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Premillenialism

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  • Premillenialism

    There are many premillenialists, like myself, who do believe in TULIP. Maybe make a subtopic on this?

  • #2
    Sure, please respond with the name of the category. Are you suggesting "Premillenialism"? As I understand it there's also Historic premillennialism. Which do you suggest or both?
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    • #3
      Strat, Premillenialism Category is up, and it further splits into Historical and Dispensational Premillenialism.
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      • #4
        Great! Thanks very much. I know my beliefs are a bit off the beaten path, but I do know others who share them. Do you have a description of Historical?
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        • #5
          Put this up last night in the Premil Category: Historical and Dispensational Premillenialism

          Thank you Dr. Mac for helping explain the Premil positions and creating the Category Sections!
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          • #6
            I'm pre-millennial but I don't believe in TULIP. There are few Five Point Calvinists. I think the norm is probably between 4-2 points that Calvinists believe in these days.

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            • #7
              Originally posted by Chuckt View Post
              I'm pre-millennial but I don't believe in TULIP. There are few Five Point Calvinists. I think the norm is probably between 4-2 points that Calvinists believe in these days.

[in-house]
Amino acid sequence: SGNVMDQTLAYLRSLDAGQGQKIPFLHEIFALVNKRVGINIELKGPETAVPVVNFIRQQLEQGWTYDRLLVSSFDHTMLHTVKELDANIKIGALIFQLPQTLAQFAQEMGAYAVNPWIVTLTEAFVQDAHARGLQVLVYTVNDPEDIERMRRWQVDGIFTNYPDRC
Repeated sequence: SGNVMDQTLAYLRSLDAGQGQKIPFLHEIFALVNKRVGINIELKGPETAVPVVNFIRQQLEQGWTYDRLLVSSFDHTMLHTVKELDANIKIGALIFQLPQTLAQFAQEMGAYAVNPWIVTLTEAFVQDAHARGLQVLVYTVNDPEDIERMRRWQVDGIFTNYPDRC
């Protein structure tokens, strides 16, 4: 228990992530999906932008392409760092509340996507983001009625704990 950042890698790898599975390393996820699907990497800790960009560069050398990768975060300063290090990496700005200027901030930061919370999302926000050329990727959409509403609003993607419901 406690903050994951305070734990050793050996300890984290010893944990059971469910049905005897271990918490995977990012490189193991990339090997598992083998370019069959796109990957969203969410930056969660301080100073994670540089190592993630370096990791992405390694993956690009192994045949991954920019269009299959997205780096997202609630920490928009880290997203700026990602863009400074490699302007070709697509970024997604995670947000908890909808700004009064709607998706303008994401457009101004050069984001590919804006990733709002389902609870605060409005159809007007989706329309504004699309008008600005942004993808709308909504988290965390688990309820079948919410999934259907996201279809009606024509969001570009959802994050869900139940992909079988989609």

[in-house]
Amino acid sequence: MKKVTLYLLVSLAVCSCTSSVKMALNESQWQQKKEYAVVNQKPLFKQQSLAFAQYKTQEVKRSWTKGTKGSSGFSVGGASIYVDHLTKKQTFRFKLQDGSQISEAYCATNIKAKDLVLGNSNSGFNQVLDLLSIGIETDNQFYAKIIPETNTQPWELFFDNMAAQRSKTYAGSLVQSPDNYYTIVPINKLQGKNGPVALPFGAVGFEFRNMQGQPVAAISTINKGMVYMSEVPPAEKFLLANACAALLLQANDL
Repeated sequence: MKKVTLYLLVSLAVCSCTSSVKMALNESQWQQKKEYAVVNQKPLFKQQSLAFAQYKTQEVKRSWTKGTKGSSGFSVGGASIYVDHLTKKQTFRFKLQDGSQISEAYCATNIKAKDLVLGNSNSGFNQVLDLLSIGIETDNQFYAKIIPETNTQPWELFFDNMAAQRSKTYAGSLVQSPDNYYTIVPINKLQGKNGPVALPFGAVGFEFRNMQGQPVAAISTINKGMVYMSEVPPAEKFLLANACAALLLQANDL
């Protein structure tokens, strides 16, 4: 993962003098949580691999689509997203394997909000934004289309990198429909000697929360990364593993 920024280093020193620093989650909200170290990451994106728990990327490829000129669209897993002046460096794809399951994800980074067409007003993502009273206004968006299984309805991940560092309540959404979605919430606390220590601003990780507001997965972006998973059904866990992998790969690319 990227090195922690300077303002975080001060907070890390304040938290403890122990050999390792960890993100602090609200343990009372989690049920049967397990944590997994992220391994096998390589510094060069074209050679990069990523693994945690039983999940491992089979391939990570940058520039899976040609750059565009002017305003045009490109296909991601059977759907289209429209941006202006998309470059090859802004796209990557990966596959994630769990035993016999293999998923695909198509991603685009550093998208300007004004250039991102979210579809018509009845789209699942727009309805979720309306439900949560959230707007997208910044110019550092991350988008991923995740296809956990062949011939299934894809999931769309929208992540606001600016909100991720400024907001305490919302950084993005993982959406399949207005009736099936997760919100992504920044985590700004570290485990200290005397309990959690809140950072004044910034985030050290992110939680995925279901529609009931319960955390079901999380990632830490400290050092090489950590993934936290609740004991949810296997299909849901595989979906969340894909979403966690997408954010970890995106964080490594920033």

Which are no Calvinist at all. Some have an issue with Limited Atonement which is the most controversial point in the TULIP making for a "professing" 4 point Calvinist. Often this is nothing more than confusion about what the doctrine of Limited Atonement actually teaches.

              And welcome to Christforums, Chuckt,

              God bless,
              William
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              • #8
                William

                What does the doctrine of Limited Atonement actually teach?

                Ship Alone
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                • #9
                  Hi Ship Alone,

                  Here's a great video on the subject and an article giving a brief run down on Reformed Soteriology: What is Reformed Christian Theology




                  God bless,
                  William
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                  • #10
                    Hello William

                    I seldom like what someone else is saying. I would rather you tell me what limited atonement actually is. I admit, I believe I understand what it is. And I disagree, in part, with what I understand it is. But I would like to know what you understand it is.

                    Ship Alone